That began to change Monday when President Barack Obama's administration announced its boldest step yet to reduce the nation's biggest source of pollution blamed for global warming -- carbon emission from power plants.
A proposed new Environmental Protection Agency rule would reduce such emissions 30% by 2030, compared to the levels in 2005.
The move announced by EPA Administrator Gina McCarthy was intended to show the world that the United States would walk the climate change talk, and establish Obama's environmental legacy as he enters the final third of his presidency.
"For the sake of our families' health and our kids' future, we have a moral obligation to act on climate," McCarthy said. "When we do, we'll turn risks on climate into business opportunity. We'll spur innovation and investment, and we'll build a world-leading clean energy economy."
Obama later made a similar case in a conference call with the American Lung Association, noting that power plant pollution contributes to asthma and other diseases suffered by American kids, especially black and Latino youngsters.
"This beautiful blue ball in space"
"This is something that is important for all of us," he said, urging support for efforts to work together to help protect "this beautiful blue ball in the middle of space there we're a part of."
The announcement, expected for months, prompted immediate protests from the energy industry, Republicans and some Democrats from coal and oil states who complained the proposed EPA rules would harm the economy and raise energy prices.
"All the major legislative and regulatory proposals to combat global warming kill jobs and disproportionately hurt lower income people and minorities," the conservative National Center for Public Policy Research argued in a list of "top 10 reasons Washington should not impose new global warming laws or regulations."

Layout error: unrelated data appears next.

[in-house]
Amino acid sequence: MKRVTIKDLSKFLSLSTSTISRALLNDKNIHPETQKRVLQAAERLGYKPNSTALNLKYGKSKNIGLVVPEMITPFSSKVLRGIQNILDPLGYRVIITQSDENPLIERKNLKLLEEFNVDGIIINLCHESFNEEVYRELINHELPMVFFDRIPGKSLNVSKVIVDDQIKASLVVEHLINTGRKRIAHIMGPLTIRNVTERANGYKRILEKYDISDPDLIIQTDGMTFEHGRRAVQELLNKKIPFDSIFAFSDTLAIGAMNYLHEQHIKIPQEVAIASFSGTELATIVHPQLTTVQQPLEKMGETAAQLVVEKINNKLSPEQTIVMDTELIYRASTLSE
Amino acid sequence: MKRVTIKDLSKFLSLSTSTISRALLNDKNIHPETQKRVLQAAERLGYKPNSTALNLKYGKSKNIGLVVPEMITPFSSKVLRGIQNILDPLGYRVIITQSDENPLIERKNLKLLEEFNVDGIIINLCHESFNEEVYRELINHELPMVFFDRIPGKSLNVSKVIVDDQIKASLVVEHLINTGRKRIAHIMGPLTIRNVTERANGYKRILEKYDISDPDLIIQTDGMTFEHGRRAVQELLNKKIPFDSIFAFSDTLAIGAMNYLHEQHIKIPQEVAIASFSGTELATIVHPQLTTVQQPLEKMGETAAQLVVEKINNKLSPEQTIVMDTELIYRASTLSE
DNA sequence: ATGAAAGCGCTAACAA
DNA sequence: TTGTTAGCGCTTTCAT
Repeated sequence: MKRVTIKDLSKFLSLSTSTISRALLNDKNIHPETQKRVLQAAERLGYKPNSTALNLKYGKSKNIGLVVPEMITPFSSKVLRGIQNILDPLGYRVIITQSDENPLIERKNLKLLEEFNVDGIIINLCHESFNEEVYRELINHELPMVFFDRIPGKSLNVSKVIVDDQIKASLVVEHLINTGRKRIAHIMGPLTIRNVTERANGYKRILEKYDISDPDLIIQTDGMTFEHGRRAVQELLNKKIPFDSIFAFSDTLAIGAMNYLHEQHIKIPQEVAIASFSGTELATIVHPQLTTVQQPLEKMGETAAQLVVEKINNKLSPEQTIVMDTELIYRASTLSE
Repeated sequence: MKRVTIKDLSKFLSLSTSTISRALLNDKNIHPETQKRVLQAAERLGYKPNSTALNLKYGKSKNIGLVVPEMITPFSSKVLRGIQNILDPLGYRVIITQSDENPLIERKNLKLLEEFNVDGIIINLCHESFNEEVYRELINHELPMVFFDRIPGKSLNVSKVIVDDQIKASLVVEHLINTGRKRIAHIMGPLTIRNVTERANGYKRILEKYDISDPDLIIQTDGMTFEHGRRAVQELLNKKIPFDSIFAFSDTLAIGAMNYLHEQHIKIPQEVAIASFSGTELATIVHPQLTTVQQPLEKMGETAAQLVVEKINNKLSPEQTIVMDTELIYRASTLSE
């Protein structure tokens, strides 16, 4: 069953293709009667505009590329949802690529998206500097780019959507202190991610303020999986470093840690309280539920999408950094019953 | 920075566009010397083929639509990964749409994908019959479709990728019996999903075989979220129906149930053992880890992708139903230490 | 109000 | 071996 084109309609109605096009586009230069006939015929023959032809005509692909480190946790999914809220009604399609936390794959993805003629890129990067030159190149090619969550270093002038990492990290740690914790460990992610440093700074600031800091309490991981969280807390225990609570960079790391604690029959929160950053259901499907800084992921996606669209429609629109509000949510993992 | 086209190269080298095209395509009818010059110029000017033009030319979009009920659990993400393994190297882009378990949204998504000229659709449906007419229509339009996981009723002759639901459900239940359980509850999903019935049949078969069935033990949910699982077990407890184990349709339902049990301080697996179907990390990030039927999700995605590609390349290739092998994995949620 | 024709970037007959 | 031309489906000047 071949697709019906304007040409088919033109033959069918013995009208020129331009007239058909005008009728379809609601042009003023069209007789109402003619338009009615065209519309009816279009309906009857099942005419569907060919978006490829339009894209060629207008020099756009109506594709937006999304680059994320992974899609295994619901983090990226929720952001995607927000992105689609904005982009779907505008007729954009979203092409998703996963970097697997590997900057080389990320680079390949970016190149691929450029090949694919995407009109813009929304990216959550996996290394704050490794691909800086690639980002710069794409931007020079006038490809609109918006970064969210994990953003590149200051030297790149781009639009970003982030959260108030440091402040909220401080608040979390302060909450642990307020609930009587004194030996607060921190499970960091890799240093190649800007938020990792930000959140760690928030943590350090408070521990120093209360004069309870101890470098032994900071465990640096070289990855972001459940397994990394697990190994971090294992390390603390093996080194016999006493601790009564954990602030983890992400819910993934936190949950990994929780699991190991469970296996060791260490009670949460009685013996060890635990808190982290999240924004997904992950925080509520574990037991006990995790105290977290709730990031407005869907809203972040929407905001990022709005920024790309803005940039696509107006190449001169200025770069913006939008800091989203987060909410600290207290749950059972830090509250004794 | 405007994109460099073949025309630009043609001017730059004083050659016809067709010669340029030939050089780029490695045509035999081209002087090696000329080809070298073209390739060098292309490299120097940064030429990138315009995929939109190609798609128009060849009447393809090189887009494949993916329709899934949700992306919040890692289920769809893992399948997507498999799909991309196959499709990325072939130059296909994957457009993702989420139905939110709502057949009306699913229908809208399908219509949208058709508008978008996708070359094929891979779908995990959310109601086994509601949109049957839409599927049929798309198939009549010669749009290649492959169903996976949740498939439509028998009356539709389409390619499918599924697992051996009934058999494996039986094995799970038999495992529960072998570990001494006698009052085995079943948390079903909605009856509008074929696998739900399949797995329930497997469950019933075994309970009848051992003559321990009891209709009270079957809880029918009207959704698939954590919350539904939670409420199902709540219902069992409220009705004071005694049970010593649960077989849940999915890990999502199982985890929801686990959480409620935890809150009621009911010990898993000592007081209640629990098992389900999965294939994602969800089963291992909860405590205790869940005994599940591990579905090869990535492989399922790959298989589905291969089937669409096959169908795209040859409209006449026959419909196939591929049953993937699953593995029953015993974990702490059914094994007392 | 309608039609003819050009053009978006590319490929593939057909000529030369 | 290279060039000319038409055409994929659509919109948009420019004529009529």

Nonsense, Obama shot back, noting how similar warnings always greeted major environmental progress in the past, but eventually proved untrue.
"What we've seen every time is that these claims are debunked when you actually give workers and business the tools and incentive they need to innovate," he said, citing previous government moves against air pollution and acid rain.
Carbon pollution that increased dramatically since the industrial revolution of the 19th century corresponds to the warming of the global climate, and scientists predict rising oceans, volatile weather patterns, changing agriculture zones and other impacts in coming decades that will affect everyone on the planet and require an increasing percentage of national budgets to prevent catastrophic results.
Energy industry campaign
A multimillion-dollar campaign backed by the energy industry has sought to debunk the science of climate change, but polls show most Americans believe the planet is warming.
Almost a third of America's carbon emissions comes from electricity generation, and the proposed EPA rules announced Monday would give states a variety of options to meet the goal of an overall 30% reduction in such pollution by 2030.